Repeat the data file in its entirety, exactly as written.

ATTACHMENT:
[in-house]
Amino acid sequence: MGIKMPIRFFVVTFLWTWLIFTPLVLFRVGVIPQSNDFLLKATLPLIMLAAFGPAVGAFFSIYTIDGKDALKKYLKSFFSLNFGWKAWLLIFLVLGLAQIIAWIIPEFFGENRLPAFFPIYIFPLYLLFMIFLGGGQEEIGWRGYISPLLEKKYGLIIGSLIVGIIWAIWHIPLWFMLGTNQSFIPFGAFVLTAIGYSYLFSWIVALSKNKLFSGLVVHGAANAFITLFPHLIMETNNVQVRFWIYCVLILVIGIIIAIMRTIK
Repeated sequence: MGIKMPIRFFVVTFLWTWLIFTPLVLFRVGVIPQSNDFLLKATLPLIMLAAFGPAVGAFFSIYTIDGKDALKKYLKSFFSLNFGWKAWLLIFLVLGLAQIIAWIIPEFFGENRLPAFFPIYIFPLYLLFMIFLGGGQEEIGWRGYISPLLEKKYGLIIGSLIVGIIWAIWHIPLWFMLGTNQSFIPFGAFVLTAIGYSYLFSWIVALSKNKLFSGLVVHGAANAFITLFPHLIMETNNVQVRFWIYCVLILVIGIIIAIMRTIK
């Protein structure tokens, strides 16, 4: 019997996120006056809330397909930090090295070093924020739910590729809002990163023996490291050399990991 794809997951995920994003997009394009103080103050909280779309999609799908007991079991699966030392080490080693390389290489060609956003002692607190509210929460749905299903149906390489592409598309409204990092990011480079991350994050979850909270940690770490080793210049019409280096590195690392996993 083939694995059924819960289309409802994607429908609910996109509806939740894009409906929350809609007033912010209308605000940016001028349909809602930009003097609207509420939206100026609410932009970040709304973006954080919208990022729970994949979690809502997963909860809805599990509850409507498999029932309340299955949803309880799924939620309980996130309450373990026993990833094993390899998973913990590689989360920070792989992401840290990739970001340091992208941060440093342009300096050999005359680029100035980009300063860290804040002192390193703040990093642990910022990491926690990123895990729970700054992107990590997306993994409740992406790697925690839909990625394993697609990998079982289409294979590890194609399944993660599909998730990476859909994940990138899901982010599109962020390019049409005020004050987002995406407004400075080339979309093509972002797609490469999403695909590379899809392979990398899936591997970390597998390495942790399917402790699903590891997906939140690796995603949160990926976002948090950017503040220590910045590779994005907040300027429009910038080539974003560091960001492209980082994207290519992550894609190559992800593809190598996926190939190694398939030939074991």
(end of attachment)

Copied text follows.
[in-house]
Amino acid sequence: MGIKMPIRFFVVTFLWTWLIFTPLVLFRVGVIPQSNDFLLKATLPLIMLAAFGPAVGAFFSIYTIDGKDALKKYLKSFFSLNFGWKAWLLIFLVLGLAQIIAWIIPEFFGENRLPAFFPIYIFPLYLLFMIFLGGGQEEIGWRGYISPLLEKKYGLIIGSLIVGIIWAIWHIPLWFMLGTNQSFIPFGAFVLTAIGYSYLFSWIVALSKNKLFSGLVVHGAANAFITLFPHLIMETNNVQVRFWIYCVLILVIGIIIAIMRTIK
Repeated sequence: MGIKMPIRFFVVTFLWTWLIFTPLVLFRVGVIPQSNDFLLKATLPLIMLAAFGPAVGAFFSIYTIDGKDALKKYLKSFFSLNFGWKAWLLIFLVLGLAQIIAWIIPEFFGENRLPAFFPIYIFPLYLLFMIFLGGGQEEIGWRGYISPLLEKKYGLIIGSLIVGIIWAIWHIPLWFMLGTNQSFIPFGAFVLTAIGYSYLFSWIVALSKNKLFSGLVVHGAANAFITLFPHLIMETNNVQVRFWIYCVLILVIGIIIAIMRTIK
């Protein structure tokens, strides 16, 4: 019997996120006056809330397909930090090295070093924020739910590729809002990163023996490291050399990991 794809997951995920994003997009394009103080103050909280779309999609799908007991079991699966030392080490080693390389290489060609956003002692607190509210929460749905299903149906390489592409598309409204990092990011480079991350994050979850909270940690770490080793210049019409280096590195690392996993 083939694995059924819960289309409802994607429908609910996109509806939740894009409906929350809609007033912010209308605000940016001028349909809602930009003097609207509420939206100026609410932009970040709304973006954080919208990022729970994949979690809502997963909860809805599990509850409507498999029932309340299955949803309880799924939620309980996130309450373990026993990833094993390899998973913990590689989360920070792989992401840290990739970001340091992208941060440093342009300096050999005359680029100035980009300063860290804040002192390193703040990093642990910022990491926690990123895990729970700054992107990590997306993994409740992406790697925690839909990625394993697609990998079982289409294979590890194609399944993660599909998730990476859909994940990138899901982010599109962020390019049409005020004050987002995406407004400075080339979309093509972002797609490469999403695909590379899809392979990398899936591997970390597998390495942790399917402790699903590891997906939140690796995603949160990926976002948090950017503040220590910045590779994005907040300027429009910038080539974003560091960001492209980082994207290519992550894609190559992800593809190598996926190939190694398939030939074991």